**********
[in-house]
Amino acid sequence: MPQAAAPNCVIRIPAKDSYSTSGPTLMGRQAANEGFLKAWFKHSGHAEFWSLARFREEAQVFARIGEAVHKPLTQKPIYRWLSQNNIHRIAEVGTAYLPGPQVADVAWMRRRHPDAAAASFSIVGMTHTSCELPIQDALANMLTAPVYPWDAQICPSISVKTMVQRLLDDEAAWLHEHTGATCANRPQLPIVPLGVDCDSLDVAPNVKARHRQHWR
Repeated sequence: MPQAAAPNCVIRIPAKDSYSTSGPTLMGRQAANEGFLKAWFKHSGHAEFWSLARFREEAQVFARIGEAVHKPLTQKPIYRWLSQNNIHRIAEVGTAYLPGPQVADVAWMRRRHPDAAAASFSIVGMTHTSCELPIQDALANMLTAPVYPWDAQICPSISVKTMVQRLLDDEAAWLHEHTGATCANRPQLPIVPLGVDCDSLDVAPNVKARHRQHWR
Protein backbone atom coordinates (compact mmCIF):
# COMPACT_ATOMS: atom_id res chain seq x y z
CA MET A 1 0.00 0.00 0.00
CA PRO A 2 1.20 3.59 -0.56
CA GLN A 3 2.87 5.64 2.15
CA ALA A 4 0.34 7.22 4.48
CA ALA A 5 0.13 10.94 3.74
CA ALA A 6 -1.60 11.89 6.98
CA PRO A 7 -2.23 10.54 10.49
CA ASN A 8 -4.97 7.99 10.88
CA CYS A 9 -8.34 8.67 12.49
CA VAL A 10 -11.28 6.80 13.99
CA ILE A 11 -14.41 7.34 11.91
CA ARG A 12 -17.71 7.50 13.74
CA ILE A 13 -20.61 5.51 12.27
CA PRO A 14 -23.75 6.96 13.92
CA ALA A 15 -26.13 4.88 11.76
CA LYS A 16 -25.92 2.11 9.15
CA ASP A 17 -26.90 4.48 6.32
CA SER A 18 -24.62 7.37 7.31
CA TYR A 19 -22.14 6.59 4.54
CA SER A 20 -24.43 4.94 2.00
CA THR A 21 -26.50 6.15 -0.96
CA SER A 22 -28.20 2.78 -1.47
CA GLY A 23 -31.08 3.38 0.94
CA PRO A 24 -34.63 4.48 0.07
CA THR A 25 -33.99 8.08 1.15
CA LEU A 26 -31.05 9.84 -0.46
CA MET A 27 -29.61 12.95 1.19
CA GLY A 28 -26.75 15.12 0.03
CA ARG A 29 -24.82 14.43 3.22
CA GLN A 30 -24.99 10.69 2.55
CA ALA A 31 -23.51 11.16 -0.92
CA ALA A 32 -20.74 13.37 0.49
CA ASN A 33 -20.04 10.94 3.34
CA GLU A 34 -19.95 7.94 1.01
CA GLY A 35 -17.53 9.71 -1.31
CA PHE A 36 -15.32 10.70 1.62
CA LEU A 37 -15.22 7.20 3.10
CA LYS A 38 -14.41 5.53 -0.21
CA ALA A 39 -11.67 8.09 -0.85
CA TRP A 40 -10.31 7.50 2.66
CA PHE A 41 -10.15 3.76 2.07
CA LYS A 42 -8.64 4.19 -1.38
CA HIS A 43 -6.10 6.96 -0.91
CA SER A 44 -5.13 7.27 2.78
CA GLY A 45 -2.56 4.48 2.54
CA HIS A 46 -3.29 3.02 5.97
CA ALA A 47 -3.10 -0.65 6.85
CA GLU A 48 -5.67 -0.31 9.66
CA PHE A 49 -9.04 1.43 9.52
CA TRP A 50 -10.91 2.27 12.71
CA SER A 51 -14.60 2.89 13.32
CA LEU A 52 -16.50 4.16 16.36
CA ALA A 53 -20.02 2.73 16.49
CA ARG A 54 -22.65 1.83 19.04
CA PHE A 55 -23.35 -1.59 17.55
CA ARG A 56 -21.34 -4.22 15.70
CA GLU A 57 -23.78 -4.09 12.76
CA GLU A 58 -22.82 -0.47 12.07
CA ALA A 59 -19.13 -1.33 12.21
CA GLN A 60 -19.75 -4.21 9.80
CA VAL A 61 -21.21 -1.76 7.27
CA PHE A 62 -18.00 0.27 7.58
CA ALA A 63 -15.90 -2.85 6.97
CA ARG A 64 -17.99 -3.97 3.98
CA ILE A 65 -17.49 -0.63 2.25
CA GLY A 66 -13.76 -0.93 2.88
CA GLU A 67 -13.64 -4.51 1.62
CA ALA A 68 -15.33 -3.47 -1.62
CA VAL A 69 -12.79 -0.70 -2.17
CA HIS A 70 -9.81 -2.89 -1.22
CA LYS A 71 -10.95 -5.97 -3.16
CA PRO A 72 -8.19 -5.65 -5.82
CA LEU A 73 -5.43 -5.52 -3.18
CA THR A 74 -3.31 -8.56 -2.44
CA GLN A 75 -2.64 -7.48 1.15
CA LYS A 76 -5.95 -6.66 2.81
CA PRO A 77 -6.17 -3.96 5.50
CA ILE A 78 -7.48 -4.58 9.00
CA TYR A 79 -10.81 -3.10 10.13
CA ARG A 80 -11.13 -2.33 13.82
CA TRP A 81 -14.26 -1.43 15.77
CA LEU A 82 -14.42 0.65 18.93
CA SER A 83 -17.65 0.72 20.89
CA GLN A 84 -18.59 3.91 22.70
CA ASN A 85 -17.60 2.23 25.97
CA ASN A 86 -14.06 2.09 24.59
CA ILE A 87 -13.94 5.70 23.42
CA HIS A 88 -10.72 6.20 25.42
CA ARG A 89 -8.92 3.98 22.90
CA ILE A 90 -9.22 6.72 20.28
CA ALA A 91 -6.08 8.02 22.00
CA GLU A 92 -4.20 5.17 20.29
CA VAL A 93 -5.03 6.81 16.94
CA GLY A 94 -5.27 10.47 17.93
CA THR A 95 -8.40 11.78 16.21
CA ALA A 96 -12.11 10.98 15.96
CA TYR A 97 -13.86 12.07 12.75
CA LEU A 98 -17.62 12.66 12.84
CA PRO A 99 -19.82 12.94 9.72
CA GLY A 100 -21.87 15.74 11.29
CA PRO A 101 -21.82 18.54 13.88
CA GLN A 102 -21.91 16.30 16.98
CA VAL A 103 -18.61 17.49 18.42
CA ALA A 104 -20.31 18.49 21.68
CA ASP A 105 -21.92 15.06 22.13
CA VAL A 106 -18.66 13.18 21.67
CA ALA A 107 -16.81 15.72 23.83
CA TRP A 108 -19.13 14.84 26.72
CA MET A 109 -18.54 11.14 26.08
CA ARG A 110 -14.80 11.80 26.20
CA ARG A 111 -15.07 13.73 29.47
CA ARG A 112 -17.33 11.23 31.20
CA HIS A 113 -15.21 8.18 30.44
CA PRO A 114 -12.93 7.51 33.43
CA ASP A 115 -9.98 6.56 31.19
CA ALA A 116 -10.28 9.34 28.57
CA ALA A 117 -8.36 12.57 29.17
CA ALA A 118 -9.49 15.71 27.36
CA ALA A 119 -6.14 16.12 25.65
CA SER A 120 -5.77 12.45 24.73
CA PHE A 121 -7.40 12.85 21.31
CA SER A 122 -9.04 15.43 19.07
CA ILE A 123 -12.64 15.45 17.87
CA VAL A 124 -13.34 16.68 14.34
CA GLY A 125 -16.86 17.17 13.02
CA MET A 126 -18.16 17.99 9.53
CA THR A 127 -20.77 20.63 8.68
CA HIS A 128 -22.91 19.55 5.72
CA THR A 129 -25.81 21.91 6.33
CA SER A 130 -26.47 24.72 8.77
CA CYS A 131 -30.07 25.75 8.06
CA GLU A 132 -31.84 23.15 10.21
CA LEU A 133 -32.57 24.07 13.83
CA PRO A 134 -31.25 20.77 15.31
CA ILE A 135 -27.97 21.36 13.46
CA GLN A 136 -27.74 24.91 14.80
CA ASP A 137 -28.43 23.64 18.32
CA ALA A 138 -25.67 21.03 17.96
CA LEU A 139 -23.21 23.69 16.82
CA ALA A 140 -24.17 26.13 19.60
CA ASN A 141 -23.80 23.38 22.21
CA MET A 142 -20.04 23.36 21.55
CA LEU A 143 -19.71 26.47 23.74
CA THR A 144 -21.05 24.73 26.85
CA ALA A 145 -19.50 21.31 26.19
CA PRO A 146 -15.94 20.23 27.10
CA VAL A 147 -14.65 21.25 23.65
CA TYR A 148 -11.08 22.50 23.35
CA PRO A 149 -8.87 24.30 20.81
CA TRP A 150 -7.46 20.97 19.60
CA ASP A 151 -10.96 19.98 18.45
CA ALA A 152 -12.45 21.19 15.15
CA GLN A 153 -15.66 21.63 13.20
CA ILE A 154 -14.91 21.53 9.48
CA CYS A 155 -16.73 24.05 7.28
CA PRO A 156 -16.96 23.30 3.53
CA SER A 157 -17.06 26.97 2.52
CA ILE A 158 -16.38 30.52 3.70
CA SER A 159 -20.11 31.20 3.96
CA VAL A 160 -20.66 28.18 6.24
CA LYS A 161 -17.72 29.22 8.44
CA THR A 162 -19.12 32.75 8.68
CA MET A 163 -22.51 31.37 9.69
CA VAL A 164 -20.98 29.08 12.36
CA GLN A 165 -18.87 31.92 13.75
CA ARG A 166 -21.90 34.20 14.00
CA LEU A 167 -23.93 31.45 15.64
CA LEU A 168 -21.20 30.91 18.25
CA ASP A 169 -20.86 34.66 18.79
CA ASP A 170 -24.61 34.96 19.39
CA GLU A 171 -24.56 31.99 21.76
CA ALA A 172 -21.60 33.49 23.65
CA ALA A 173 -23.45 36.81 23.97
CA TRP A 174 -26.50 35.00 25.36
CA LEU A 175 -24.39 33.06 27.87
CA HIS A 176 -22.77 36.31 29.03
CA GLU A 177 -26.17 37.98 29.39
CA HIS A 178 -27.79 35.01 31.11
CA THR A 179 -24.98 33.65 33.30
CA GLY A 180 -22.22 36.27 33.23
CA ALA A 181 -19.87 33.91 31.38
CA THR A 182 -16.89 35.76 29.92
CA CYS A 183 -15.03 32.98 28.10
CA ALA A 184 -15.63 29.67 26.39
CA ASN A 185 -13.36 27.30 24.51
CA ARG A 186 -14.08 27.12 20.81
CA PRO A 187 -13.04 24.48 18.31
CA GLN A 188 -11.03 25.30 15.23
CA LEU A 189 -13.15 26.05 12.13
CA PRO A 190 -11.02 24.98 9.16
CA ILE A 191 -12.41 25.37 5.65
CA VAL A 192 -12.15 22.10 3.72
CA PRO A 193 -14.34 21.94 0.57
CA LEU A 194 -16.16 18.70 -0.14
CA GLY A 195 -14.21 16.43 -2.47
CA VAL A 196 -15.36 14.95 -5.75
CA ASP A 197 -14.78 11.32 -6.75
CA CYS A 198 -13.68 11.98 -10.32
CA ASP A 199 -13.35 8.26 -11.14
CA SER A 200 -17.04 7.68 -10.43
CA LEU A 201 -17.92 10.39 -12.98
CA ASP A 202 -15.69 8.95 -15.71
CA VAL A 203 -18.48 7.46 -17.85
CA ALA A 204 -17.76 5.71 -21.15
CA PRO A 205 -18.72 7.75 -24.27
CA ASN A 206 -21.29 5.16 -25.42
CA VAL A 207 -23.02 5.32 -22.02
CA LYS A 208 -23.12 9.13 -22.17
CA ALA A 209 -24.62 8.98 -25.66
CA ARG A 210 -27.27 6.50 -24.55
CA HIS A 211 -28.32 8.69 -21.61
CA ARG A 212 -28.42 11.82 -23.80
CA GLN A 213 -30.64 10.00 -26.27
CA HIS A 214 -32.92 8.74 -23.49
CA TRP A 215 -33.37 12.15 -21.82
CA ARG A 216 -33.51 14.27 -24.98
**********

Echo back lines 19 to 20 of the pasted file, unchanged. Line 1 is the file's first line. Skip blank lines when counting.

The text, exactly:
CA PRO A 14 -23.75 6.96 13.92
CA ALA A 15 -26.13 4.88 11.76